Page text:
Psychologists (and perhaps psychiatrists, too) should start now to take a serious academic look at how those supporting the failed Yes campaign are refusing to recognise that failure.
Their erstwhile leader has set the tone by acting as if he had won, and by ignoring the many failures of his leadership and government. It is very concerning for the mental health and well-being of the nation that so many don’t really believe that they and their campaign lost.
To remain in denial for so long becomes pathological. It ensures that as and when a second indy ref does come around (as surely it will) the campaign will not have used the interval to prepare that water-tight case which was so clearly missing this time around. Voters will still be again asked to “trust us, we’ll sort it all out once we’ve won”.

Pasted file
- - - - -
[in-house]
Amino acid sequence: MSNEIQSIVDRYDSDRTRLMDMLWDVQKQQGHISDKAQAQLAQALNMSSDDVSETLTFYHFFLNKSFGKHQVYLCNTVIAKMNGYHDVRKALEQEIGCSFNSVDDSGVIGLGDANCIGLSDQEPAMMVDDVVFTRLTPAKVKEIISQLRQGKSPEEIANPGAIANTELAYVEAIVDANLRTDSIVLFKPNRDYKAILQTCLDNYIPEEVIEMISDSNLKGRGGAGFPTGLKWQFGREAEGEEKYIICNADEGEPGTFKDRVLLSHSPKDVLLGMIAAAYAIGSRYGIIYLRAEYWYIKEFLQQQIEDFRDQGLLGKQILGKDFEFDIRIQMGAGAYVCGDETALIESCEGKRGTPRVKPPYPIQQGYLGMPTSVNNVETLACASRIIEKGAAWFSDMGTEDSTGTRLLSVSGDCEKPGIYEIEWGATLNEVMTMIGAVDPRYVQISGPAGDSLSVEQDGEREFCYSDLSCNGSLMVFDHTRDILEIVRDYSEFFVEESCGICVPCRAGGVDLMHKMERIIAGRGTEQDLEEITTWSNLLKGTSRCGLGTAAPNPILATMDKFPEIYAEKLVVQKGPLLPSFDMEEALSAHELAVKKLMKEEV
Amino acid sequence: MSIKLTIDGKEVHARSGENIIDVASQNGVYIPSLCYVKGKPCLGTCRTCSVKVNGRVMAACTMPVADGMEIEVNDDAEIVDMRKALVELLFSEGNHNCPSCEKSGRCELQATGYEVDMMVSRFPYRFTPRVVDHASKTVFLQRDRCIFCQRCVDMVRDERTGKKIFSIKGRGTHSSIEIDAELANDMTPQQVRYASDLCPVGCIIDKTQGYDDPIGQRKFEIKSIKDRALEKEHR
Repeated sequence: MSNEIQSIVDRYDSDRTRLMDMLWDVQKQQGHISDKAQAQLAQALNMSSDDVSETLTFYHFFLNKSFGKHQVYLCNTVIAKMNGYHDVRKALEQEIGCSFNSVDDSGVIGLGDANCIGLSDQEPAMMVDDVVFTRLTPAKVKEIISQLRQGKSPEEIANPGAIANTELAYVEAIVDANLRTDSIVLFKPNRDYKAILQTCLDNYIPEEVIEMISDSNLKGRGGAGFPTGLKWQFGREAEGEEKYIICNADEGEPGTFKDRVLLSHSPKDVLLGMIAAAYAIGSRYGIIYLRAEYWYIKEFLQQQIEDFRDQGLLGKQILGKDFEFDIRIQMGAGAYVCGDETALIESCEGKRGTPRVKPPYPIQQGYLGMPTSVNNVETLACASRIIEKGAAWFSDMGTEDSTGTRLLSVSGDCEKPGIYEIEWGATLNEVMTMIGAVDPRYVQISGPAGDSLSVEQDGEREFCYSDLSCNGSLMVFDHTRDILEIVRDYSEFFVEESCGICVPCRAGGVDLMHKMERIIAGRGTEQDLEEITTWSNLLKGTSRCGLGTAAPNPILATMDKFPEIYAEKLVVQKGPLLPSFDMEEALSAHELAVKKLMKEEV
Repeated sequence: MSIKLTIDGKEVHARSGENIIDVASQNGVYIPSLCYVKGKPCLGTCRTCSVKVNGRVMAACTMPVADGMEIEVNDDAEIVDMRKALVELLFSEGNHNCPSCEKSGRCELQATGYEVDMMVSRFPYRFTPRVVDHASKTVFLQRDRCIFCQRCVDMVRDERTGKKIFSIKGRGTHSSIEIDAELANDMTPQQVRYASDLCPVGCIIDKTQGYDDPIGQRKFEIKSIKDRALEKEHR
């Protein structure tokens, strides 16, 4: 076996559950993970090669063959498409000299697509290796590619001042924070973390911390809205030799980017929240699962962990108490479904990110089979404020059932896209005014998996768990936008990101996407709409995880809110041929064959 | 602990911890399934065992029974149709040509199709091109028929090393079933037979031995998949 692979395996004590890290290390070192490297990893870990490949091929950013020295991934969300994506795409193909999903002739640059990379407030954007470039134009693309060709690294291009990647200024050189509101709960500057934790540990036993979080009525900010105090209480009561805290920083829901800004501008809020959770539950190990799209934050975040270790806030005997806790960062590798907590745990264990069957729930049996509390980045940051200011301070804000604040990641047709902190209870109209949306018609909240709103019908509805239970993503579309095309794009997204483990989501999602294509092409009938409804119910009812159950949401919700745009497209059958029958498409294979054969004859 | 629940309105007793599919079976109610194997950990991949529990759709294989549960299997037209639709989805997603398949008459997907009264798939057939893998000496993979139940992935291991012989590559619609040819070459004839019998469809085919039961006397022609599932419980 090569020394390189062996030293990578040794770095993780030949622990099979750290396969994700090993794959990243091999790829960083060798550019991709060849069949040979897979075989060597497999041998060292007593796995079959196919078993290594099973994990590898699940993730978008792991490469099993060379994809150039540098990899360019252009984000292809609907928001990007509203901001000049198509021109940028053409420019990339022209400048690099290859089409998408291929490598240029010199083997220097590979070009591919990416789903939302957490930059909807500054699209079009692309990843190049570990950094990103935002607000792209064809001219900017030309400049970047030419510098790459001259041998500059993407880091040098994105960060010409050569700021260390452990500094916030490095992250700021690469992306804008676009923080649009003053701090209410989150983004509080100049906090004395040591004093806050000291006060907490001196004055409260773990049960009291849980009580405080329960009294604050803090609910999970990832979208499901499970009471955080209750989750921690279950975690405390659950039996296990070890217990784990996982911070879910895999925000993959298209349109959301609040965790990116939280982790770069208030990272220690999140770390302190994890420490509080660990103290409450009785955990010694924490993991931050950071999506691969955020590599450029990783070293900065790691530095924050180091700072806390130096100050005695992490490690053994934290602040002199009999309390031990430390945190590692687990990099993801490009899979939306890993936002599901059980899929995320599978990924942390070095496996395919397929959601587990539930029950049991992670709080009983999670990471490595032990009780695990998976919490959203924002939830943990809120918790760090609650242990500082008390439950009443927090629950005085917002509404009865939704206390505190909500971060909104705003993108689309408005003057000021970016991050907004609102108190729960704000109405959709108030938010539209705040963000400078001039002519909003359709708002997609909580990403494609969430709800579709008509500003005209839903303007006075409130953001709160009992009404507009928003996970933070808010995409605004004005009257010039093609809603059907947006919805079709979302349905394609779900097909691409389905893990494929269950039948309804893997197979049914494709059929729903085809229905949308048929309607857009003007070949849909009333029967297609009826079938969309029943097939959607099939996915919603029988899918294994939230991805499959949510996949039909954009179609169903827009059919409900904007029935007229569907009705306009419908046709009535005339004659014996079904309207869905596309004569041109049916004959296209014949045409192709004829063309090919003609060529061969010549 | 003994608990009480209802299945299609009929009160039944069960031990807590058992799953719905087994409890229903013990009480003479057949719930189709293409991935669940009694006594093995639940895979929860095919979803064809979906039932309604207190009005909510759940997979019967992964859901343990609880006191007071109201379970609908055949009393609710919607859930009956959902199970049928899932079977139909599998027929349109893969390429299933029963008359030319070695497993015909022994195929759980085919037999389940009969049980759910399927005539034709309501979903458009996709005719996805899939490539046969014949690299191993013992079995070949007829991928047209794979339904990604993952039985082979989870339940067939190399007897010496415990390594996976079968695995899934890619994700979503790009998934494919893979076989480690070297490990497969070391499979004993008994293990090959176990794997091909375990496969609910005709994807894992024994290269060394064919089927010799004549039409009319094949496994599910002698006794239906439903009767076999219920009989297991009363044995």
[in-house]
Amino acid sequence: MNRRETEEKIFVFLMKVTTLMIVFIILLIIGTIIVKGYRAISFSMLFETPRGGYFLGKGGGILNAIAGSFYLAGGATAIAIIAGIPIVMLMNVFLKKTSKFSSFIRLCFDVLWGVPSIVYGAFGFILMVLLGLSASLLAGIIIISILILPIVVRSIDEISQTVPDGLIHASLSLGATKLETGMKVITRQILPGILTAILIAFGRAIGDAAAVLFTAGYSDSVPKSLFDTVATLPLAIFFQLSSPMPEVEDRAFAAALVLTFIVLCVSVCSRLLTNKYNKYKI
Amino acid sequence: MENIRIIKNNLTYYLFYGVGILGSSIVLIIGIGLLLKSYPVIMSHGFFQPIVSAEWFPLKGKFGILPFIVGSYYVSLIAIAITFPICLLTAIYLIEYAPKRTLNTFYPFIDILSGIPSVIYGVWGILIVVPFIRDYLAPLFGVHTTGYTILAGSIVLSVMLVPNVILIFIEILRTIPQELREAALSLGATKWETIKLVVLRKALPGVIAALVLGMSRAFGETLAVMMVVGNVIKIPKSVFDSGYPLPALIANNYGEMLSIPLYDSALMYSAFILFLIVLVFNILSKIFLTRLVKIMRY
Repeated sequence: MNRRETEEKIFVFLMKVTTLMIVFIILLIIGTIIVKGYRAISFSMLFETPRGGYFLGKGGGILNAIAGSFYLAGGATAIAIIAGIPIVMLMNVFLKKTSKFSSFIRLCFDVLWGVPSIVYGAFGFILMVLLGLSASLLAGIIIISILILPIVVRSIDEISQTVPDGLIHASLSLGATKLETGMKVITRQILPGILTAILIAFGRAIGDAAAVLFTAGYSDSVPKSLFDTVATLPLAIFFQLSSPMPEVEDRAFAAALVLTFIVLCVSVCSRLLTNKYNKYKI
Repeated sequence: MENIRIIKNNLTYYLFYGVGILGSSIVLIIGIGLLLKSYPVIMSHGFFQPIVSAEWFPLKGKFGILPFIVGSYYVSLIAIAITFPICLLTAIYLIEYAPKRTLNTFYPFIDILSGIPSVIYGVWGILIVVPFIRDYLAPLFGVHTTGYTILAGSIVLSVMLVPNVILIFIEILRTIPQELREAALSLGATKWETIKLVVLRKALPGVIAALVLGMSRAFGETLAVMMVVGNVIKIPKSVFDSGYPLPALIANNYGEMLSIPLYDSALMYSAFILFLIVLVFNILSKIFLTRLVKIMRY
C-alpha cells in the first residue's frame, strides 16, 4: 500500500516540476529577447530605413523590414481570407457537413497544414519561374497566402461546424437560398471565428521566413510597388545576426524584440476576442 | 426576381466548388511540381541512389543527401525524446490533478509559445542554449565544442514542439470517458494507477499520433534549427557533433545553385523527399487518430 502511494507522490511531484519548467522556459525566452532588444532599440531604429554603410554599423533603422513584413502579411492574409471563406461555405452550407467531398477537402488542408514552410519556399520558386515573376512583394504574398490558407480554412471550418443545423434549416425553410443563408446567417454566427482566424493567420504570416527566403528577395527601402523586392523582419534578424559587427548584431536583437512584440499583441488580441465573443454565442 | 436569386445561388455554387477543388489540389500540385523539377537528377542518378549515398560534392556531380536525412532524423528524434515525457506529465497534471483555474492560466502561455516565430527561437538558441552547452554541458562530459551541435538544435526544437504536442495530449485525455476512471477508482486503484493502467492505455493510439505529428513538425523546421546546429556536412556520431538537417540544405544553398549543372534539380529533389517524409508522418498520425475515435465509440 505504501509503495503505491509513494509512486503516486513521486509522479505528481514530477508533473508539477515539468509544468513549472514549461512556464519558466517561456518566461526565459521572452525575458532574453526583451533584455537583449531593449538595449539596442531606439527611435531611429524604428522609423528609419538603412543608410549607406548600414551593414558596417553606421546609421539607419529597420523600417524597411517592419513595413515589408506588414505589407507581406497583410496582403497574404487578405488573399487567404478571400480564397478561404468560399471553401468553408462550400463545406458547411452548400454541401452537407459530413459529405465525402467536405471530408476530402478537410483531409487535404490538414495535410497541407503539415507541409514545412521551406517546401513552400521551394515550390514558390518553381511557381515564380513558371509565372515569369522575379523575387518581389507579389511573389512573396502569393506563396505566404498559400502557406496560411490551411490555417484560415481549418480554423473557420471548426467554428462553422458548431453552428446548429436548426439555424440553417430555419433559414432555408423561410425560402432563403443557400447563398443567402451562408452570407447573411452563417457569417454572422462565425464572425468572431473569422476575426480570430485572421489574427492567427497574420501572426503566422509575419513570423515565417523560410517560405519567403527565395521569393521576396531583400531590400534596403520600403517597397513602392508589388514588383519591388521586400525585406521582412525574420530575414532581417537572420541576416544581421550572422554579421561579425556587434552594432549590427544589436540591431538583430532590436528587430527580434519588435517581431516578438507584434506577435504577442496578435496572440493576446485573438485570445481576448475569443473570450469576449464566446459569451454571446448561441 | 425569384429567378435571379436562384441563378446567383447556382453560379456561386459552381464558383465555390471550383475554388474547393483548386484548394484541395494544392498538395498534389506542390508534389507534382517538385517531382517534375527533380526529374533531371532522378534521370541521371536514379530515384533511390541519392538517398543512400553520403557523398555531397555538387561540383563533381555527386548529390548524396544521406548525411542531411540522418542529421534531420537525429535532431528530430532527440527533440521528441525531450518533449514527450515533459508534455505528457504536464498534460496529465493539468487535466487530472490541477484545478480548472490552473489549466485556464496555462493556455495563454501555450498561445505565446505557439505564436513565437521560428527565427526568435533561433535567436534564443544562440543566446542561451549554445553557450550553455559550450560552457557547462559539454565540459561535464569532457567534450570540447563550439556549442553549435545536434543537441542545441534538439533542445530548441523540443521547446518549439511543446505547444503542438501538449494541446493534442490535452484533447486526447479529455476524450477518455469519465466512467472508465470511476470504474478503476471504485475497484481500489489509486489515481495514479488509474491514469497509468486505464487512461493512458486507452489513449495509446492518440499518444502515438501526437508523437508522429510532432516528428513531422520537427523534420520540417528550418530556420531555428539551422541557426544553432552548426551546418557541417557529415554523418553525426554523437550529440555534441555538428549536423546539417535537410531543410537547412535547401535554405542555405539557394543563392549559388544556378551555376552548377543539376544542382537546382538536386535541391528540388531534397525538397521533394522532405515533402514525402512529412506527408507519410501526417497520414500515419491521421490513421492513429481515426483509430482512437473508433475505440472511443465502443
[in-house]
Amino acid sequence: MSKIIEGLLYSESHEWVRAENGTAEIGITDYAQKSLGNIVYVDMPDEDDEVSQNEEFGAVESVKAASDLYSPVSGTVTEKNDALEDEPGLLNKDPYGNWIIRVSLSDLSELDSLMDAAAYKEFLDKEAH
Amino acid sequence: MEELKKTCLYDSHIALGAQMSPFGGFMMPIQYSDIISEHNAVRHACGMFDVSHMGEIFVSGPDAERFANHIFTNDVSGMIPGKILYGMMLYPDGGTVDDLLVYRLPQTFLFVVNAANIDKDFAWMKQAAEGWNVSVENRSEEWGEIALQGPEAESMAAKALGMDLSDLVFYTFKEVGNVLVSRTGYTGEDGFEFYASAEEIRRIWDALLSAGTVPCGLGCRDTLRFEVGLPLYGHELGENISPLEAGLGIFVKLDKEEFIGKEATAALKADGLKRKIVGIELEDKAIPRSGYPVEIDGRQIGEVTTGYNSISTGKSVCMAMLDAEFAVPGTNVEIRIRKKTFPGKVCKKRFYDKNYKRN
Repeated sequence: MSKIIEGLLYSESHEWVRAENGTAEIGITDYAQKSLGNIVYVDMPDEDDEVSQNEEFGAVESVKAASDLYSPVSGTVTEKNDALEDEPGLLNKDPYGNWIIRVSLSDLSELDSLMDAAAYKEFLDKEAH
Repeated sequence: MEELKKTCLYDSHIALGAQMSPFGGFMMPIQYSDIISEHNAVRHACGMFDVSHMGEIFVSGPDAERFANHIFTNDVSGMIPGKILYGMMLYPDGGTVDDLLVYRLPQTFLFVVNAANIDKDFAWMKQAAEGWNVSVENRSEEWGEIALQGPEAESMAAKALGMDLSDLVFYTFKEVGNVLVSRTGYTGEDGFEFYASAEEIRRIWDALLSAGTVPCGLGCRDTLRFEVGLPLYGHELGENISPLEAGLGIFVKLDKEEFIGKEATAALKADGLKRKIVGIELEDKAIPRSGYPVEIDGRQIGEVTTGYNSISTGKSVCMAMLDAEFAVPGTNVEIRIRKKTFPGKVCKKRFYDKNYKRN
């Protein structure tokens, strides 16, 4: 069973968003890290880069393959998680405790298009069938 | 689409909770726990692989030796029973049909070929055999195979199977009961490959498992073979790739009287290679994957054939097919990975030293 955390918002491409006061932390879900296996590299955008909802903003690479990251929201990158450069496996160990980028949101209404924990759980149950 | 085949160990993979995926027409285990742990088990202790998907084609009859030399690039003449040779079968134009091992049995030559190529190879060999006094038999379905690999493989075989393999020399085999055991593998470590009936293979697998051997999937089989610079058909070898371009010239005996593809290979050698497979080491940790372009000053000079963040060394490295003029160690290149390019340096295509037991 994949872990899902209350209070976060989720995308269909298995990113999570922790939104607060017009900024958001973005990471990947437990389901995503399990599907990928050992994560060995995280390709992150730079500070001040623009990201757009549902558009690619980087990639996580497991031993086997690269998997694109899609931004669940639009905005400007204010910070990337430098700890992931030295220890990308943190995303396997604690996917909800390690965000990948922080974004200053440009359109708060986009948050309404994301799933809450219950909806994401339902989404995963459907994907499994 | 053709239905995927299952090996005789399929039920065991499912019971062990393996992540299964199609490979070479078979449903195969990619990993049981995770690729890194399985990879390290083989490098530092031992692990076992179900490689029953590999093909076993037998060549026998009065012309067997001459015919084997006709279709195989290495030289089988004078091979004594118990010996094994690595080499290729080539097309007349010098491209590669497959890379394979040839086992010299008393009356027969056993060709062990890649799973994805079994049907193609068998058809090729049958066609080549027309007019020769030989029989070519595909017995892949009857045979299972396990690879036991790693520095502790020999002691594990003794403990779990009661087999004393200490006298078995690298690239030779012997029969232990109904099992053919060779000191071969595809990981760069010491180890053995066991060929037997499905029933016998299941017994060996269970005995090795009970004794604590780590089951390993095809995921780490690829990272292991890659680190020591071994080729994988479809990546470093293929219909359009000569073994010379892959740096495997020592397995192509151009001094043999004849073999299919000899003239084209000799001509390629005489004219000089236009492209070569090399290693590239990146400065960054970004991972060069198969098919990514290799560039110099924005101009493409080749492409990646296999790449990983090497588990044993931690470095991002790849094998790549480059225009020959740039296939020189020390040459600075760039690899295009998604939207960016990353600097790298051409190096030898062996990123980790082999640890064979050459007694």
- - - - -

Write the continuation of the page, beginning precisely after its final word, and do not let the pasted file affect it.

It reminds one of the insane fury that the exposer of hoaxes and religious healing frauds, James Randi, faced when he proved that no miracles had occurred and that the saint was actually a serial sinner. People hated him because they preferred the comfort and hope afforded by lies to the pain of reality and truth.